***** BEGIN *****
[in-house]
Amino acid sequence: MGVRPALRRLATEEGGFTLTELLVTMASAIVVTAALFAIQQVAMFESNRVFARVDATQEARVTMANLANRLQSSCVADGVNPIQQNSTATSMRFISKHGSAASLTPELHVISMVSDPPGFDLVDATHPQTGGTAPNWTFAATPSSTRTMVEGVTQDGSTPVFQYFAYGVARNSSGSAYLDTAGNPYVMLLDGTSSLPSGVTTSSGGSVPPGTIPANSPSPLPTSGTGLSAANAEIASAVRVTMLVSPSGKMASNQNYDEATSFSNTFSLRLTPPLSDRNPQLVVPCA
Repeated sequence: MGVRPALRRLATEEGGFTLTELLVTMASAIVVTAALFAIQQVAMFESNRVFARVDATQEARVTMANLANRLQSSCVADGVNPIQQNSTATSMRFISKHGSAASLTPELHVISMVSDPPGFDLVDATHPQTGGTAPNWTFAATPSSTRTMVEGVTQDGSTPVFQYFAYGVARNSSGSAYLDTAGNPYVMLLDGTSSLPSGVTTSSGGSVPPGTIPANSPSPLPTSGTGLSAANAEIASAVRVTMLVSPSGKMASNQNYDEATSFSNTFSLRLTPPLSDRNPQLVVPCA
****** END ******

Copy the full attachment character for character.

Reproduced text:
[in-house]
Amino acid sequence: MGVRPALRRLATEEGGFTLTELLVTMASAIVVTAALFAIQQVAMFESNRVFARVDATQEARVTMANLANRLQSSCVADGVNPIQQNSTATSMRFISKHGSAASLTPELHVISMVSDPPGFDLVDATHPQTGGTAPNWTFAATPSSTRTMVEGVTQDGSTPVFQYFAYGVARNSSGSAYLDTAGNPYVMLLDGTSSLPSGVTTSSGGSVPPGTIPANSPSPLPTSGTGLSAANAEIASAVRVTMLVSPSGKMASNQNYDEATSFSNTFSLRLTPPLSDRNPQLVVPCA
Repeated sequence: MGVRPALRRLATEEGGFTLTELLVTMASAIVVTAALFAIQQVAMFESNRVFARVDATQEARVTMANLANRLQSSCVADGVNPIQQNSTATSMRFISKHGSAASLTPELHVISMVSDPPGFDLVDATHPQTGGTAPNWTFAATPSSTRTMVEGVTQDGSTPVFQYFAYGVARNSSGSAYLDTAGNPYVMLLDGTSSLPSGVTTSSGGSVPPGTIPANSPSPLPTSGTGLSAANAEIASAVRVTMLVSPSGKMASNQNYDEATSFSNTFSLRLTPPLSDRNPQLVVPCA